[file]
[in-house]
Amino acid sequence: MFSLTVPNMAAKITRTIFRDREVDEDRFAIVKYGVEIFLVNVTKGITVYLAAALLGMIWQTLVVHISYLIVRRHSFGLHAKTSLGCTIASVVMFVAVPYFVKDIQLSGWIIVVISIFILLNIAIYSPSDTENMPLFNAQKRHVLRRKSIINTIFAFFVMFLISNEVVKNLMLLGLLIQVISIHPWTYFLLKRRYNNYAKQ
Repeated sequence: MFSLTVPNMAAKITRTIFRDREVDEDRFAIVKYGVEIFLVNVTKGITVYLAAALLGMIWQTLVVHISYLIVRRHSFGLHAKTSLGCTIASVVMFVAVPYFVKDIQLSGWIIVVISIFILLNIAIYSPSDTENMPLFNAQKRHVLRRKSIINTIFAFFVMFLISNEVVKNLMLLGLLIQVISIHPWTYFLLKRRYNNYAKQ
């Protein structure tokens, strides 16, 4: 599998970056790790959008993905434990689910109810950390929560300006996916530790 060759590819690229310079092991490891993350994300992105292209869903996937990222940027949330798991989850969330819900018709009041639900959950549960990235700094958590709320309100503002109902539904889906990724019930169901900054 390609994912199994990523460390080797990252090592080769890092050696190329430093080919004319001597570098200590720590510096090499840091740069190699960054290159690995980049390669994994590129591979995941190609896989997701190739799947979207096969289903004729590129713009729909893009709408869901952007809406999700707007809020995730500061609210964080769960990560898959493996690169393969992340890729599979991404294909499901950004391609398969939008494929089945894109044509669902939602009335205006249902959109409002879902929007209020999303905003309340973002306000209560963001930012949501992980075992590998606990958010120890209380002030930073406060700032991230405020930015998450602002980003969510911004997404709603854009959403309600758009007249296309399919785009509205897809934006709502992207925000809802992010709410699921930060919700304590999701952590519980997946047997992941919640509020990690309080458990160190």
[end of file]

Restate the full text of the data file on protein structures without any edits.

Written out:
[in-house]
Amino acid sequence: MFSLTVPNMAAKITRTIFRDREVDEDRFAIVKYGVEIFLVNVTKGITVYLAAALLGMIWQTLVVHISYLIVRRHSFGLHAKTSLGCTIASVVMFVAVPYFVKDIQLSGWIIVVISIFILLNIAIYSPSDTENMPLFNAQKRHVLRRKSIINTIFAFFVMFLISNEVVKNLMLLGLLIQVISIHPWTYFLLKRRYNNYAKQ
Repeated sequence: MFSLTVPNMAAKITRTIFRDREVDEDRFAIVKYGVEIFLVNVTKGITVYLAAALLGMIWQTLVVHISYLIVRRHSFGLHAKTSLGCTIASVVMFVAVPYFVKDIQLSGWIIVVISIFILLNIAIYSPSDTENMPLFNAQKRHVLRRKSIINTIFAFFVMFLISNEVVKNLMLLGLLIQVISIHPWTYFLLKRRYNNYAKQ
């Protein structure tokens, strides 16, 4: 599998970056790790959008993905434990689910109810950390929560300006996916530790 060759590819690229310079092991490891993350994300992105292209869903996937990222940027949330798991989850969330819900018709009041639900959950549960990235700094958590709320309100503002109902539904889906990724019930169901900054 390609994912199994990523460390080797990252090592080769890092050696190329430093080919004319001597570098200590720590510096090499840091740069190699960054290159690995980049390669994994590129591979995941190609896989997701190739799947979207096969289903004729590129713009729909893009709408869901952007809406999700707007809020995730500061609210964080769960990560898959493996690169393969992340890729599979991404294909499901950004391609398969939008494929089945894109044509669902939602009335205006249902959109409002879902929007209020999303905003309340973002306000209560963001930012949501992980075992590998606990958010120890209380002030930073406060700032991230405020930015998450602002980003969510911004997404709603854009959403309600758009007249296309399919785009509205897809934006709502992207925000809802992010709410699921930060919700304590999701952590519980997946047997992941919640509020990690309080458990160190």